Hugh Gusterson

Hugh Gusterson

Articles by Hugh Gusterson

16 March 2011

The lessons of Fukushima

Hugh Gusterson

As an anthropologist, I am always interested in what humans learn from their mistakes. Can humans change their behavior, thereby improving their chances of survival, not just through natural selection, but also through cultural learning? Or are we hardwired to repeat our mistakes over and over, like humanoid lemmings?

More to the point, what lessons will we learn from the nuclear accident at Fukushima, an accident thought to be impossible just two weeks ago?

29 October 2010

An open letter to the Tea Party

Hugh Gusterson

Congratulations to your movement for so quickly and fundamentally shifting the political debate in the United States. You have put a vital issue on the national agenda: the increasing share of our wealth as a nation that has been commandeered by the government, and the resulting budget deficits that are like a massive iceberg toward which our economic ship of state drifts at its peril.

3 August 2010

Now showing: Countdown to Zero

Hugh Gusterson

Great historical changes begin as the quixotic obsessions of a vanguard of idealists who are seen as dangerous radicals or ideological deviants by many of their contemporaries. Think of the first advocates of the abolition of slavery, the first suffragettes, and the first gay rights activists.

9 July 2010

The olive branch in the West Bank

Hugh Gusterson

Israel's ambassador to the U.S., Michael Oren, was recently quoted as saying that relations between the U.S. and Israel were undergoing a "tectonic rift in which continents are drifting apart." If the quote is accurate, which Oren later disputed, it is surely an overstatement.

1 July 2010

Against counterinsurgency in Afghanistan

Hugh Gusterson

It says something about American politics that Gen. Stanley McChrystal was not fired because U.S. casualties in Afghanistan are running at record levels, because the much vaunted Marja initiative has failed, or because the Kandahar offensive is already in trouble during its preliminary rollout. No, he was fired because he and his team embarrassed the White House with carelessly frank talk to a journalist. "This is a change in personnel, but not a change in policy," said President Barack Obama in announcing General McChrystal's dismissal.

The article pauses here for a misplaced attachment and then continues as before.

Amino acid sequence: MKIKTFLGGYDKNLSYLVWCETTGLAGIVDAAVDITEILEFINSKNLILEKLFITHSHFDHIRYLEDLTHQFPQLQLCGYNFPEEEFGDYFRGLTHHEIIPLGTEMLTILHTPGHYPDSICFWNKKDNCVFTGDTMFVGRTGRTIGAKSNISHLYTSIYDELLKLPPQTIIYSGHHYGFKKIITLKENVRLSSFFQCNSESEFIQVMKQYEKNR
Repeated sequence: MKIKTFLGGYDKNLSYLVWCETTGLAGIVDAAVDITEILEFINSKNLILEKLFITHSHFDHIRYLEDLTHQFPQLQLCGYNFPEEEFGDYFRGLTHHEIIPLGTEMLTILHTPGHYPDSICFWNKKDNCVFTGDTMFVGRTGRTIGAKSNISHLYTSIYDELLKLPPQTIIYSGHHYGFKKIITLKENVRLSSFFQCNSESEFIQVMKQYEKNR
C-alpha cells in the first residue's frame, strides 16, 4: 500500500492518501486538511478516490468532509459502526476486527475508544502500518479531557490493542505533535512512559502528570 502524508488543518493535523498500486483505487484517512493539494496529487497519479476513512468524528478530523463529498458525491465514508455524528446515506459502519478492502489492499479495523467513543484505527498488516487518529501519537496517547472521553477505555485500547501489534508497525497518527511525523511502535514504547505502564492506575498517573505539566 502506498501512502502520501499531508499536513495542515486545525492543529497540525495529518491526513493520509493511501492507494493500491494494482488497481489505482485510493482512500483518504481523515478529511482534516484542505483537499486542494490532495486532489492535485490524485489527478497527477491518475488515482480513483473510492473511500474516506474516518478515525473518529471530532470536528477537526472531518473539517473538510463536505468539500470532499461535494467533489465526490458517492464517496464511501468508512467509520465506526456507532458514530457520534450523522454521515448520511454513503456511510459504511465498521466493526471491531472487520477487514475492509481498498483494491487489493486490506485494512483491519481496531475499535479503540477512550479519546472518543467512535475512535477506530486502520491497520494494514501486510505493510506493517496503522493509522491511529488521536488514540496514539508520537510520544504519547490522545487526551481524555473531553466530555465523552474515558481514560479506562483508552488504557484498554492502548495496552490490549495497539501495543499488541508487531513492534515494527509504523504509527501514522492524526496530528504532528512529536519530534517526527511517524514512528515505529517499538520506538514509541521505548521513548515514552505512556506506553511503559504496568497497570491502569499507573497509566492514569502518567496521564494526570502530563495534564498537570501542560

4 March 2010

Do professional ethics matter in war?

Hugh Gusterson

What happens when the U.S. military decides that an academic discipline's professional ethics code is a nuisance?

That is the situation in which anthropology now finds itself.

20 January 2010

An American suicide bomber?

Hugh Gusterson

"As for the Taliban fighters, they not only don't cherish life, they expend it freely in suicide bombings. It's difficult to imagine an American suicide bomber," Washington Post pundit Richard Cohen opined in a recent column.

1 December 2009

Afghanistan: Vietnam all over again

Hugh Gusterson

"Today they are ringing the bells; tomorrow they will be wringing their hands," Sir Robert Walpole.

We don't know the intimate details of the discussions in President Barack Obama's recent war councils, so it's impossible to know what the chess-player-in-chief is thinking as he sends 30,000 more troops to Afghanistan. We only know what he is telling us.

12 October 2009

How to get out of Afghanistan

Hugh Gusterson

It's nice to hear from readers of this column, even if they ask pointed questions. Anne Winterfield, a graduate student at the Monterey Institute of International Studies, read my recent article on the futility of counterinsurgency in Afghanistan and called me up with a question about the last sentence of that article: "Say our job is done now, Mr.

29 September 2009

The shared sins of Soviet and U.S. nuclear testing

Hugh Gusterson

Gerald Sperling's new film, Silent Bombs: All for the Motherland, recounts the effects of decades of nuclear testing on Kazakh villagers near the Soviet nuclear test site at Semipalatinsk. The film is at once very particular to Kazakhstan, the exotic ambience of which is evoked with a sad lyricism, and, in a disturbing way, generic to the nuclear age. It evokes something that is simultaneously strange and familiar.